Subiaco researcher leads global study to improve survival for COVID-19 patients
5 Mar 2021
The REMAP-CAP trial evaluates the effect of treatments on a combination of survival and length of time patients need support in an ICU, with results being published on 25 February 2021 in the New England Journal of Medicine.
Professor Webb says findings from the trial in November last year showed the drug tocilizumab was likely to improve outcomes among critically ill COVID-19 patients.
“At the time, however, we weren’t sure how tocilizumab impacted on patient survival and length of time on organ support in ICU,” Professor Webb says.
“Now that the full results are available, we know that tocilizumab and a second drug called sarilumab – both immunosuppressive drugs used to treat rheumatoid arthritis – reduce mortality by 8.5%.”
“We also found that patients were able to be discharged from ICU about a week earlier.”
When the full results of the REMAP-CAP trial were released in January this year, approximately 4500 patients across the UK were immediately given this treatment.
“We hope that within six to 12 months, with the global rollout of a vaccine, the number of people with life-threatening COVID-19 drops dramatically.”
“But until that time, for those who are critically ill, this treatment will improve their chances of survival.”
Professor Webb says the research time allocated by St John of God Subiaco Hospital was critical to allow him to lead the trial.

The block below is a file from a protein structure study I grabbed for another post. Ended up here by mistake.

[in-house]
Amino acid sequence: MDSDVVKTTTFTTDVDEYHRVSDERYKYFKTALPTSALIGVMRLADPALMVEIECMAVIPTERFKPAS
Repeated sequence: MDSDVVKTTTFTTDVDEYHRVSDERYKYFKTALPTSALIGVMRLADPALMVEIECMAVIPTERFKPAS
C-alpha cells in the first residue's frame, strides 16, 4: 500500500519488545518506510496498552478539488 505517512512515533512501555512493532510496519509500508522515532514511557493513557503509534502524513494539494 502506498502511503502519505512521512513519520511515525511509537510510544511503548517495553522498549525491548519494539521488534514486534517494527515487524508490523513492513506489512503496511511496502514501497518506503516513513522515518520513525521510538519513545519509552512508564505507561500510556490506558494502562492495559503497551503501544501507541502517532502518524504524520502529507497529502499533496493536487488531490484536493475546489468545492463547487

“I’m very pleased to have had the opportunity to lead REMAP-CAP, the results of which can be used in a practical way to improve the chances of recovery from COVID-19 for many people around the world,” Professor Webb says.
“St John of God Subiaco Hospital has been incredible in its support; having the time to devote to this study has been critical to its progress and success.”
The REMAP-CAP study is a global trial for patients with severe COVID. The trial is recruiting at 296 hospitals in 16 countries and global coordination and trial management is led from the Australian and New Zealand Intensive Care Research Centre at Monash University and supported by Minderoo Foundation, the National Health and Medical Research Council and St John of God Subiaco Hospital.
The trial has recruited more than 5,500 patients with severe COVID. The trial uses a unique and innovative design to randomise patients to multiple combinations of treatments, enabling researchers to evaluate different treatments for COVID-19, including antivirals, drugs which modulate the immune response, blood thinners, convalescent plasma, and other therapies that modulate or support other vital aspects of the body's response to the virus.
Visit https://www.remapcap.org to find out more.
You may be interested in...